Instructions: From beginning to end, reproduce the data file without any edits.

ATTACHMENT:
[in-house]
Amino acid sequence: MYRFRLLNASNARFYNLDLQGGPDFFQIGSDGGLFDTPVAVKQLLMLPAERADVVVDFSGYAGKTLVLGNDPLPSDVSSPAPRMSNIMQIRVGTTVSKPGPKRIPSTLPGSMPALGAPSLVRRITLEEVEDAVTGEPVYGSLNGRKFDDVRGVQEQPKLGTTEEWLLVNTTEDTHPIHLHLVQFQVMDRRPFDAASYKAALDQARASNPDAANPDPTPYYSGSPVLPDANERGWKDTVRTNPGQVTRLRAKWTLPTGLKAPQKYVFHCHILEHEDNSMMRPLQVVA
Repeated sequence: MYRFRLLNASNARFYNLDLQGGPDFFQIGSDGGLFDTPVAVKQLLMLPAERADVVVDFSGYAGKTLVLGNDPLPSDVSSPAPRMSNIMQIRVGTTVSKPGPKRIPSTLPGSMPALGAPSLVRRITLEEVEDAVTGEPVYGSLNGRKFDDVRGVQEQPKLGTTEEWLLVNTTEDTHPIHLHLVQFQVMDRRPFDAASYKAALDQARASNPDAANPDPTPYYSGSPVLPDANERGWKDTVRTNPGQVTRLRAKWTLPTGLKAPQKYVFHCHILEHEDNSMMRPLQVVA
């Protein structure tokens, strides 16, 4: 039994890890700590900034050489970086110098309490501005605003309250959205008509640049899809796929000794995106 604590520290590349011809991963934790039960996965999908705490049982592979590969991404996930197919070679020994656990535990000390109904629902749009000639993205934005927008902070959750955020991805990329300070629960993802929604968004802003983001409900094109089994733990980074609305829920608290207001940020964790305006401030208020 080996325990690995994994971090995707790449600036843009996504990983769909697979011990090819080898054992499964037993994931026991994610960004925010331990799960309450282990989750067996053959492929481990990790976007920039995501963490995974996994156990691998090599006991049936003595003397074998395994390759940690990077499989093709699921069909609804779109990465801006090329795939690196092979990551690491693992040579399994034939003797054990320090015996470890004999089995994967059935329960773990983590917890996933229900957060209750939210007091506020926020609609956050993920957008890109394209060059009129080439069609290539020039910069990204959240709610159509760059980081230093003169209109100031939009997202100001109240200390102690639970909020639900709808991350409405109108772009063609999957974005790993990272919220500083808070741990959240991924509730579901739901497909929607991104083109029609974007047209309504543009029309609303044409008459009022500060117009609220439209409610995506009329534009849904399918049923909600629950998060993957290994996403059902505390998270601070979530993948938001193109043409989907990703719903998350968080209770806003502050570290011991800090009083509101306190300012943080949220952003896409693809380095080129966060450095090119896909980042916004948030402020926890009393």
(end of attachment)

[in-house]
Amino acid sequence: MYRFRLLNASNARFYNLDLQGGPDFFQIGSDGGLFDTPVAVKQLLMLPAERADVVVDFSGYAGKTLVLGNDPLPSDVSSPAPRMSNIMQIRVGTTVSKPGPKRIPSTLPGSMPALGAPSLVRRITLEEVEDAVTGEPVYGSLNGRKFDDVRGVQEQPKLGTTEEWLLVNTTEDTHPIHLHLVQFQVMDRRPFDAASYKAALDQARASNPDAANPDPTPYYSGSPVLPDANERGWKDTVRTNPGQVTRLRAKWTLPTGLKAPQKYVFHCHILEHEDNSMMRPLQVVA
Repeated sequence: MYRFRLLNASNARFYNLDLQGGPDFFQIGSDGGLFDTPVAVKQLLMLPAERADVVVDFSGYAGKTLVLGNDPLPSDVSSPAPRMSNIMQIRVGTTVSKPGPKRIPSTLPGSMPALGAPSLVRRITLEEVEDAVTGEPVYGSLNGRKFDDVRGVQEQPKLGTTEEWLLVNTTEDTHPIHLHLVQFQVMDRRPFDAASYKAALDQARASNPDAANPDPTPYYSGSPVLPDANERGWKDTVRTNPGQVTRLRAKWTLPTGLKAPQKYVFHCHILEHEDNSMMRPLQVVA
């Protein structure tokens, strides 16, 4: 039994890890700590900034050489970086110098309490501005605003309250959205008509640049899809796929000794995106 604590520290590349011809991963934790039960996965999908705490049982592979590969991404996930197919070679020994656990535990000390109904629902749009000639993205934005927008902070959750955020991805990329300070629960993802929604968004802003983001409900094109089994733990980074609305829920608290207001940020964790305006401030208020 080996325990690995994994971090995707790449600036843009996504990983769909697979011990090819080898054992499964037993994931026991994610960004925010331990799960309450282990989750067996053959492929481990990790976007920039995501963490995974996994156990691998090599006991049936003595003397074998395994390759940690990077499989093709699921069909609804779109990465801006090329795939690196092979990551690491693992040579399994034939003797054990320090015996470890004999089995994967059935329960773990983590917890996933229900957060209750939210007091506020926020609609956050993920957008890109394209060059009129080439069609290539020039910069990204959240709610159509760059980081230093003169209109100031939009997202100001109240200390102690639970909020639900709808991350409405109108772009063609999957974005790993990272919220500083808070741990959240991924509730579901739901497909929607991104083109029609974007047209309504543009029309609303044409008459009022500060117009609220439209409610995506009329534009849904399918049923909600629950998060993957290994996403059902505390998270601070979530993948938001193109043409989907990703719903998350968080209770806003502050570290011991800090009083509101306190300012943080949220952003896409693809380095080129966060450095090119896909980042916004948030402020926890009393």